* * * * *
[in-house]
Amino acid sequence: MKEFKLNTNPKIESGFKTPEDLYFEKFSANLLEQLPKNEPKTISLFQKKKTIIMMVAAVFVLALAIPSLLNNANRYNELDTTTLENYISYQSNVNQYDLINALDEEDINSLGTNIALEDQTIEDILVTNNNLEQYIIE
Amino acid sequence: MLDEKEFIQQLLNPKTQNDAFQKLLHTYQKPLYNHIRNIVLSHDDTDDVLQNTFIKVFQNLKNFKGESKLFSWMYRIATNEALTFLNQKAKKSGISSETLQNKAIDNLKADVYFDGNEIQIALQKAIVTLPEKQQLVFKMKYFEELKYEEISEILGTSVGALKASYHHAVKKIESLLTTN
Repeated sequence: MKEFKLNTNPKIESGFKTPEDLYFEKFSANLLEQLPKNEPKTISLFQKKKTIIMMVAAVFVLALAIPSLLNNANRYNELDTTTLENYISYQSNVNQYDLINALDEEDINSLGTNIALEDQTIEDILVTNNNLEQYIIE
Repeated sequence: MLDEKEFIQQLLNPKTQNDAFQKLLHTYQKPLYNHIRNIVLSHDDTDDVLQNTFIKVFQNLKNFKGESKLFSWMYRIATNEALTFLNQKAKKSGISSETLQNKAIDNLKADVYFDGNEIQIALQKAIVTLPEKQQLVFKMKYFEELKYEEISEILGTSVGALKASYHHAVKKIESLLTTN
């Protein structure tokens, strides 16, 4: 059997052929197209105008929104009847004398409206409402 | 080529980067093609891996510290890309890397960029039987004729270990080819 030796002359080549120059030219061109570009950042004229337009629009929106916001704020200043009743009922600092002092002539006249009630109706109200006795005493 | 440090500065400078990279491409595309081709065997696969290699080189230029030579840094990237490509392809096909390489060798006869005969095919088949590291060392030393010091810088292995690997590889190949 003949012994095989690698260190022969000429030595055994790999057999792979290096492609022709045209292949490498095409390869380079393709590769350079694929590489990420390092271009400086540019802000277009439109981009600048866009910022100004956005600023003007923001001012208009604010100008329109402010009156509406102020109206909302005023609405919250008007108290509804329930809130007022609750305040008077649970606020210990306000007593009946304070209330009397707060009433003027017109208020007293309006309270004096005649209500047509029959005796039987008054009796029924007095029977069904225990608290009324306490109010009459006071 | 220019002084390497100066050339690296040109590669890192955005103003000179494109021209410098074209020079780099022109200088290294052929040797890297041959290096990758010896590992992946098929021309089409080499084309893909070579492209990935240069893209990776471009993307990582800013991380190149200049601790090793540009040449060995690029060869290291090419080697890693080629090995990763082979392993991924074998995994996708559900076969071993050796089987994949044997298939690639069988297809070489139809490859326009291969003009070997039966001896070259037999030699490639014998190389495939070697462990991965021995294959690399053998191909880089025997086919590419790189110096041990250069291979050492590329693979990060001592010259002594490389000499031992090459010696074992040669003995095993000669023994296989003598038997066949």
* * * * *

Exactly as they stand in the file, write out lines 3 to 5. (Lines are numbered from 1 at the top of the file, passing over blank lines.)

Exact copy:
Amino acid sequence: MLDEKEFIQQLLNPKTQNDAFQKLLHTYQKPLYNHIRNIVLSHDDTDDVLQNTFIKVFQNLKNFKGESKLFSWMYRIATNEALTFLNQKAKKSGISSETLQNKAIDNLKADVYFDGNEIQIALQKAIVTLPEKQQLVFKMKYFEELKYEEISEILGTSVGALKASYHHAVKKIESLLTTN
Repeated sequence: MKEFKLNTNPKIESGFKTPEDLYFEKFSANLLEQLPKNEPKTISLFQKKKTIIMMVAAVFVLALAIPSLLNNANRYNELDTTTLENYISYQSNVNQYDLINALDEEDINSLGTNIALEDQTIEDILVTNNNLEQYIIE
Repeated sequence: MLDEKEFIQQLLNPKTQNDAFQKLLHTYQKPLYNHIRNIVLSHDDTDDVLQNTFIKVFQNLKNFKGESKLFSWMYRIATNEALTFLNQKAKKSGISSETLQNKAIDNLKADVYFDGNEIQIALQKAIVTLPEKQQLVFKMKYFEELKYEEISEILGTSVGALKASYHHAVKKIESLLTTN